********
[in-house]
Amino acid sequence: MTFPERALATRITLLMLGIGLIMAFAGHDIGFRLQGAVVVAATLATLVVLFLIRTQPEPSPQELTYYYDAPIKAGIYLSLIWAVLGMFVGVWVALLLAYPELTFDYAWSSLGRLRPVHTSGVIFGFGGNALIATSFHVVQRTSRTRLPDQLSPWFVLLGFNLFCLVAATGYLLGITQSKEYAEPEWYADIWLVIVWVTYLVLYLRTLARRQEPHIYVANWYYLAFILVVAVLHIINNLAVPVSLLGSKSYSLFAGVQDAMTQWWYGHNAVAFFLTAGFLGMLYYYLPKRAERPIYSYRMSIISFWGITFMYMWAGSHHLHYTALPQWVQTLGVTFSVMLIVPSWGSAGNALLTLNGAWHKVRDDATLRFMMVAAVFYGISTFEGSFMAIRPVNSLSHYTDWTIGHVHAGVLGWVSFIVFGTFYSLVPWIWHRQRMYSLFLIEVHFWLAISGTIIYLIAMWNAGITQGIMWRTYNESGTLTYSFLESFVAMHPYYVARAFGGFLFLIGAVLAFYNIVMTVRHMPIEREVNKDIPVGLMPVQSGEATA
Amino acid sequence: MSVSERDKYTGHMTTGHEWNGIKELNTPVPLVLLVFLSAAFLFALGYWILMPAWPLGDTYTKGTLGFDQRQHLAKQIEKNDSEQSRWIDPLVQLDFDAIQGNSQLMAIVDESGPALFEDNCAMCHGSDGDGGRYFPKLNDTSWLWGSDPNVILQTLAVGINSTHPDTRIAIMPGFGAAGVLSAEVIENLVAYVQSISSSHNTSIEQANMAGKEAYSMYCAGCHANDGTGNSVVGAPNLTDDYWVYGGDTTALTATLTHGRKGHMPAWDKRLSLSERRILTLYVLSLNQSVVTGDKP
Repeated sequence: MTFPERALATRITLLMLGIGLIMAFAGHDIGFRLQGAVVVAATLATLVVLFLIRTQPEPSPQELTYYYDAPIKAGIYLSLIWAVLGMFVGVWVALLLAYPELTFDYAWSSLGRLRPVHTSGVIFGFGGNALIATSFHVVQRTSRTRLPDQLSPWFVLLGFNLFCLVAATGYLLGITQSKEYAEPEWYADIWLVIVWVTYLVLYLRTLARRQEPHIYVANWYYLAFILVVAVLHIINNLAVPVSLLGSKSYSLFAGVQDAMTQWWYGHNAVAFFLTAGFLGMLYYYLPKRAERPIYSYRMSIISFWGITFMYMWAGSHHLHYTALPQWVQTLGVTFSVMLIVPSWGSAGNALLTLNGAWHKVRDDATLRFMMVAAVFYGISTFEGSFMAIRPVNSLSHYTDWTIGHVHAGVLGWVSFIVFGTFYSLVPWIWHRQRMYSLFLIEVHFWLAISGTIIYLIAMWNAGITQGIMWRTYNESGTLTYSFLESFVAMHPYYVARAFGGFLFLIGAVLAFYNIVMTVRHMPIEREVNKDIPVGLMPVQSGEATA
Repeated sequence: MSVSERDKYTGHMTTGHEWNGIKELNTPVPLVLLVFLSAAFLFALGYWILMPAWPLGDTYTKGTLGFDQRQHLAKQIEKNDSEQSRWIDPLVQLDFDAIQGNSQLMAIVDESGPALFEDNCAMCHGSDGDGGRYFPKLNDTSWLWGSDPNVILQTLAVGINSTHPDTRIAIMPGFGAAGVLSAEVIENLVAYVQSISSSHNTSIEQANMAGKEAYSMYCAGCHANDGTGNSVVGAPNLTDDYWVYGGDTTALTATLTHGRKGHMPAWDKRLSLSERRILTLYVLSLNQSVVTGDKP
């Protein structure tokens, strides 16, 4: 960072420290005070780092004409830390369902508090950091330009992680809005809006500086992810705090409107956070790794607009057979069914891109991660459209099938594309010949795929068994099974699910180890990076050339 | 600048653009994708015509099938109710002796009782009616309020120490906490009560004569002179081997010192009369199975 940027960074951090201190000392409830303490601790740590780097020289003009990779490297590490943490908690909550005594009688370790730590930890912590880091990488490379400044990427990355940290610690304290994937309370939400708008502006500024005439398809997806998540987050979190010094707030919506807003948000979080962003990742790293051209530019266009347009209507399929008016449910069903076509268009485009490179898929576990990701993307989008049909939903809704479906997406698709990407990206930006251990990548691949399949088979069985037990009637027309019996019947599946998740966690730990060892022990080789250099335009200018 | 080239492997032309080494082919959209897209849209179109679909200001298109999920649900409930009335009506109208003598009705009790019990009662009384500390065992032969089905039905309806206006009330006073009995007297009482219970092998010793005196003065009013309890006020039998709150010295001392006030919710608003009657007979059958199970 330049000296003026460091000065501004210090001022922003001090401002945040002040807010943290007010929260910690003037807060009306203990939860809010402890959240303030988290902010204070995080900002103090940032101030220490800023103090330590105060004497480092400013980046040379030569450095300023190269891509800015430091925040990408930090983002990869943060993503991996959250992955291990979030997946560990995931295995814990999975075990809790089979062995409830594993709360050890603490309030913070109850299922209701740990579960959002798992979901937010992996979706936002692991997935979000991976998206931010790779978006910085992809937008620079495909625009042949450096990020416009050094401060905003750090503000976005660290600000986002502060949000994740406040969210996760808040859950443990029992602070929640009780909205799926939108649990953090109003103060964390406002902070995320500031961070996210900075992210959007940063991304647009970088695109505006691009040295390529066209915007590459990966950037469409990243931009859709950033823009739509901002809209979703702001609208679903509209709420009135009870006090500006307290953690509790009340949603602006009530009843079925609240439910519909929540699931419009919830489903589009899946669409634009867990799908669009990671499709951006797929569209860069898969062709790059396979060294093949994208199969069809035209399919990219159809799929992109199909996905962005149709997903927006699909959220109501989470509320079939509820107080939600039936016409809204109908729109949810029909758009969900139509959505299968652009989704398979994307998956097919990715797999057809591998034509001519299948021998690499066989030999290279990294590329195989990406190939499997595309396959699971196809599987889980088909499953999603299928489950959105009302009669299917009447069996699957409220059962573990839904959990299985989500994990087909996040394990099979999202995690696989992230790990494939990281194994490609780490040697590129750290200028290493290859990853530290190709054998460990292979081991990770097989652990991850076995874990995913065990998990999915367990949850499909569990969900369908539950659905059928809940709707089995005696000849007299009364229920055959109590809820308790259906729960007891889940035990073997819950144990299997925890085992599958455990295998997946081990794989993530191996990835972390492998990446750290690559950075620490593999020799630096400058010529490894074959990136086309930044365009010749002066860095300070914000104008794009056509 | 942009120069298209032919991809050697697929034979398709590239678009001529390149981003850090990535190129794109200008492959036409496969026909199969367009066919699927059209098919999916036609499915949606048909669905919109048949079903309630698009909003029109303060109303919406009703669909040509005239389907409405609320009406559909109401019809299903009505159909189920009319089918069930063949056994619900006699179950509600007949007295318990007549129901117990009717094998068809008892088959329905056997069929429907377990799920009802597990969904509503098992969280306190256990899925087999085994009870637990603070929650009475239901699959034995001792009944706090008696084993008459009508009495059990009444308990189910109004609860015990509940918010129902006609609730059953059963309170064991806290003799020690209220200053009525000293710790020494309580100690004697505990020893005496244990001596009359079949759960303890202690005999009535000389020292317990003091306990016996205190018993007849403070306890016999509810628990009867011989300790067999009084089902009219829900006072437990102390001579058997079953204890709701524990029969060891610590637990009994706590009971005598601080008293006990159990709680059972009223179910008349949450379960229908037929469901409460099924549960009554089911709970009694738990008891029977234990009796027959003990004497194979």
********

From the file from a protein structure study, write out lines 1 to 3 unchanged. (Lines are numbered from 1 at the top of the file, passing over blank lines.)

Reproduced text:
[in-house]
Amino acid sequence: MTFPERALATRITLLMLGIGLIMAFAGHDIGFRLQGAVVVAATLATLVVLFLIRTQPEPSPQELTYYYDAPIKAGIYLSLIWAVLGMFVGVWVALLLAYPELTFDYAWSSLGRLRPVHTSGVIFGFGGNALIATSFHVVQRTSRTRLPDQLSPWFVLLGFNLFCLVAATGYLLGITQSKEYAEPEWYADIWLVIVWVTYLVLYLRTLARRQEPHIYVANWYYLAFILVVAVLHIINNLAVPVSLLGSKSYSLFAGVQDAMTQWWYGHNAVAFFLTAGFLGMLYYYLPKRAERPIYSYRMSIISFWGITFMYMWAGSHHLHYTALPQWVQTLGVTFSVMLIVPSWGSAGNALLTLNGAWHKVRDDATLRFMMVAAVFYGISTFEGSFMAIRPVNSLSHYTDWTIGHVHAGVLGWVSFIVFGTFYSLVPWIWHRQRMYSLFLIEVHFWLAISGTIIYLIAMWNAGITQGIMWRTYNESGTLTYSFLESFVAMHPYYVARAFGGFLFLIGAVLAFYNIVMTVRHMPIEREVNKDIPVGLMPVQSGEATA
Amino acid sequence: MSVSERDKYTGHMTTGHEWNGIKELNTPVPLVLLVFLSAAFLFALGYWILMPAWPLGDTYTKGTLGFDQRQHLAKQIEKNDSEQSRWIDPLVQLDFDAIQGNSQLMAIVDESGPALFEDNCAMCHGSDGDGGRYFPKLNDTSWLWGSDPNVILQTLAVGINSTHPDTRIAIMPGFGAAGVLSAEVIENLVAYVQSISSSHNTSIEQANMAGKEAYSMYCAGCHANDGTGNSVVGAPNLTDDYWVYGGDTTALTATLTHGRKGHMPAWDKRLSLSERRILTLYVLSLNQSVVTGDKP